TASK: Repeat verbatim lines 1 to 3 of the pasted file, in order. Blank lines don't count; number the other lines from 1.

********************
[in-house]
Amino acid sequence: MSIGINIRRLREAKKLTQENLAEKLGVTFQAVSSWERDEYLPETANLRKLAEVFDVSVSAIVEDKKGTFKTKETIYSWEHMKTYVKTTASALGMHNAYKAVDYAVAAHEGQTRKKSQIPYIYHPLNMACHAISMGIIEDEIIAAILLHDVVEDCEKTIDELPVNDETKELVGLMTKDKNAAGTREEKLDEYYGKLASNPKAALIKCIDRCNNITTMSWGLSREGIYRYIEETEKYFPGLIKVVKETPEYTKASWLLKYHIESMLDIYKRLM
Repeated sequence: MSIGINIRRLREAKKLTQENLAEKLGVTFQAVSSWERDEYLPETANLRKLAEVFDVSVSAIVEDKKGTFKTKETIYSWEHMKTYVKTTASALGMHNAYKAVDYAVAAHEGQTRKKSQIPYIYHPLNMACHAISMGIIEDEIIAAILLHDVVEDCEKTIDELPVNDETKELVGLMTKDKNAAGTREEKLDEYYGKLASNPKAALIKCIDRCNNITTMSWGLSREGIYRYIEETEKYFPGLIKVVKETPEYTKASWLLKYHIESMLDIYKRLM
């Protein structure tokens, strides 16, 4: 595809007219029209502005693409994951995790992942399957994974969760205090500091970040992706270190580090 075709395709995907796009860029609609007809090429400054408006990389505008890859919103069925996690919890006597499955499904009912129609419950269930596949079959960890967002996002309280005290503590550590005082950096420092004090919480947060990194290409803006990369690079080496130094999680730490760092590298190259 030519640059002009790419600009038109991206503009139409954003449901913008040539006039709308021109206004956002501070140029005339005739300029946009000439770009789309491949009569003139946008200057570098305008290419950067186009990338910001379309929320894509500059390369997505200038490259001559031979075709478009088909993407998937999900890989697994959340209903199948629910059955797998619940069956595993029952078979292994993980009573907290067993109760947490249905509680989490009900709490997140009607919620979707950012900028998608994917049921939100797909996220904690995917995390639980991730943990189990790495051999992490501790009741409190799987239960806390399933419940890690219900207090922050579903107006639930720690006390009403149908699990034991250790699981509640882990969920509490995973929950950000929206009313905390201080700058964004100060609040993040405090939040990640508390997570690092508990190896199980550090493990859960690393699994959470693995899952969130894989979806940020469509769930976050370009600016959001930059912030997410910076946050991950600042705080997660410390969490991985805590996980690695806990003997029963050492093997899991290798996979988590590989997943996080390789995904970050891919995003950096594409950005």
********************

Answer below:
[in-house]
Amino acid sequence: MSIGINIRRLREAKKLTQENLAEKLGVTFQAVSSWERDEYLPETANLRKLAEVFDVSVSAIVEDKKGTFKTKETIYSWEHMKTYVKTTASALGMHNAYKAVDYAVAAHEGQTRKKSQIPYIYHPLNMACHAISMGIIEDEIIAAILLHDVVEDCEKTIDELPVNDETKELVGLMTKDKNAAGTREEKLDEYYGKLASNPKAALIKCIDRCNNITTMSWGLSREGIYRYIEETEKYFPGLIKVVKETPEYTKASWLLKYHIESMLDIYKRLM
Repeated sequence: MSIGINIRRLREAKKLTQENLAEKLGVTFQAVSSWERDEYLPETANLRKLAEVFDVSVSAIVEDKKGTFKTKETIYSWEHMKTYVKTTASALGMHNAYKAVDYAVAAHEGQTRKKSQIPYIYHPLNMACHAISMGIIEDEIIAAILLHDVVEDCEKTIDELPVNDETKELVGLMTKDKNAAGTREEKLDEYYGKLASNPKAALIKCIDRCNNITTMSWGLSREGIYRYIEETEKYFPGLIKVVKETPEYTKASWLLKYHIESMLDIYKRLM